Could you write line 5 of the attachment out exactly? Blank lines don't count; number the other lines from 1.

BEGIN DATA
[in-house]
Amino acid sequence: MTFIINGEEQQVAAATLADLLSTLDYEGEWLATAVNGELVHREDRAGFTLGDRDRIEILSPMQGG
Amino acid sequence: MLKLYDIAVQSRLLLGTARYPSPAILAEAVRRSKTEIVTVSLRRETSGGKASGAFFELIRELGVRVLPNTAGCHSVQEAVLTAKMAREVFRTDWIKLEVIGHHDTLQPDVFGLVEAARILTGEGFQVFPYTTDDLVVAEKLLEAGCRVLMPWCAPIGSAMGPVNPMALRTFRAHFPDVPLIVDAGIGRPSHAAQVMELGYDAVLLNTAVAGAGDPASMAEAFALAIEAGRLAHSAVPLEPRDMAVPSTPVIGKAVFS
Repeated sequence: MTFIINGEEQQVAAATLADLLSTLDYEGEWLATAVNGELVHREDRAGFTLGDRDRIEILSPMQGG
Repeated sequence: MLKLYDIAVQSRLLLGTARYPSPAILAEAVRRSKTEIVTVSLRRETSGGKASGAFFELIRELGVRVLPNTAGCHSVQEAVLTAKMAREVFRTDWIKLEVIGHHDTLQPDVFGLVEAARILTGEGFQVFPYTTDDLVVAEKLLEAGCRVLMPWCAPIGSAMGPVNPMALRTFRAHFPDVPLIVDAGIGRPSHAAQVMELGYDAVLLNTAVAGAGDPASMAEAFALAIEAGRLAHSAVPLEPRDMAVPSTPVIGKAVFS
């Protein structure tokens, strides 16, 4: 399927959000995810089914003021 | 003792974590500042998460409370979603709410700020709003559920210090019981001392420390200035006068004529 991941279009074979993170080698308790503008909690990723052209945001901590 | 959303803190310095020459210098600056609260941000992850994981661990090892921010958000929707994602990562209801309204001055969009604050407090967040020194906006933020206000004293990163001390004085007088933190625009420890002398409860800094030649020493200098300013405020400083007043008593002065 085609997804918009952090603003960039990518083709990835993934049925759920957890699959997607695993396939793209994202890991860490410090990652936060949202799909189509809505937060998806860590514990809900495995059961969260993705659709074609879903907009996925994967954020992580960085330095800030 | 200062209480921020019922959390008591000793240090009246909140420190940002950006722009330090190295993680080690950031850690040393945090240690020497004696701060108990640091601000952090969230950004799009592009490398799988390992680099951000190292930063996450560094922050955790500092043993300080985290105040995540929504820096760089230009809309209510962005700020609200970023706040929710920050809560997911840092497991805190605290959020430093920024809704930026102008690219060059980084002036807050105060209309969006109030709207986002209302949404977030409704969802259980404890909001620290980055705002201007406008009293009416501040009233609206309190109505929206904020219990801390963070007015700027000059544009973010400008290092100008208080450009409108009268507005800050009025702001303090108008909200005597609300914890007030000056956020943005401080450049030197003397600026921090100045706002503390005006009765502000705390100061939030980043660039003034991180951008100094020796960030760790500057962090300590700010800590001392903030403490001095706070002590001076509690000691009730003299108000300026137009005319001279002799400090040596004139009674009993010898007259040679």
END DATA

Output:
Repeated sequence: MLKLYDIAVQSRLLLGTARYPSPAILAEAVRRSKTEIVTVSLRRETSGGKASGAFFELIRELGVRVLPNTAGCHSVQEAVLTAKMAREVFRTDWIKLEVIGHHDTLQPDVFGLVEAARILTGEGFQVFPYTTDDLVVAEKLLEAGCRVLMPWCAPIGSAMGPVNPMALRTFRAHFPDVPLIVDAGIGRPSHAAQVMELGYDAVLLNTAVAGAGDPASMAEAFALAIEAGRLAHSAVPLEPRDMAVPSTPVIGKAVFS